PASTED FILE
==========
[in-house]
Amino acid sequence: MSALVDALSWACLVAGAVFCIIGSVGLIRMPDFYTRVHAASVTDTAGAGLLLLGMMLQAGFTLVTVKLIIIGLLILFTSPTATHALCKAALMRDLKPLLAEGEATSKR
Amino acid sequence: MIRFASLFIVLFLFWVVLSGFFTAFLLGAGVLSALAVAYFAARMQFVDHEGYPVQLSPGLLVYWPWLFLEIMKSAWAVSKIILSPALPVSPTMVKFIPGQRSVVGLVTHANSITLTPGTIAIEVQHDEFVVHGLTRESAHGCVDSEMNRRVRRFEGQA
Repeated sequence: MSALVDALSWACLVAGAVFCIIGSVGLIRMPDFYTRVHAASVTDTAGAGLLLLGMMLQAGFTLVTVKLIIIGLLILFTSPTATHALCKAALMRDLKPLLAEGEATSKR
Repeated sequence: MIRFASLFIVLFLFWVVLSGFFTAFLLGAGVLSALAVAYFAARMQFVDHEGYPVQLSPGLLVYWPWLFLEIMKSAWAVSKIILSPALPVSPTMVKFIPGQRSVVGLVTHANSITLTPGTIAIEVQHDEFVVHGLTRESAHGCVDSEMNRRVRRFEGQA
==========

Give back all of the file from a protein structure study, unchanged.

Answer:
[in-house]
Amino acid sequence: MSALVDALSWACLVAGAVFCIIGSVGLIRMPDFYTRVHAASVTDTAGAGLLLLGMMLQAGFTLVTVKLIIIGLLILFTSPTATHALCKAALMRDLKPLLAEGEATSKR
Amino acid sequence: MIRFASLFIVLFLFWVVLSGFFTAFLLGAGVLSALAVAYFAARMQFVDHEGYPVQLSPGLLVYWPWLFLEIMKSAWAVSKIILSPALPVSPTMVKFIPGQRSVVGLVTHANSITLTPGTIAIEVQHDEFVVHGLTRESAHGCVDSEMNRRVRRFEGQA
Repeated sequence: MSALVDALSWACLVAGAVFCIIGSVGLIRMPDFYTRVHAASVTDTAGAGLLLLGMMLQAGFTLVTVKLIIIGLLILFTSPTATHALCKAALMRDLKPLLAEGEATSKR
Repeated sequence: MIRFASLFIVLFLFWVVLSGFFTAFLLGAGVLSALAVAYFAARMQFVDHEGYPVQLSPGLLVYWPWLFLEIMKSAWAVSKIILSPALPVSPTMVKFIPGQRSVVGLVTHANSITLTPGTIAIEVQHDEFVVHGLTRESAHGCVDSEMNRRVRRFEGQA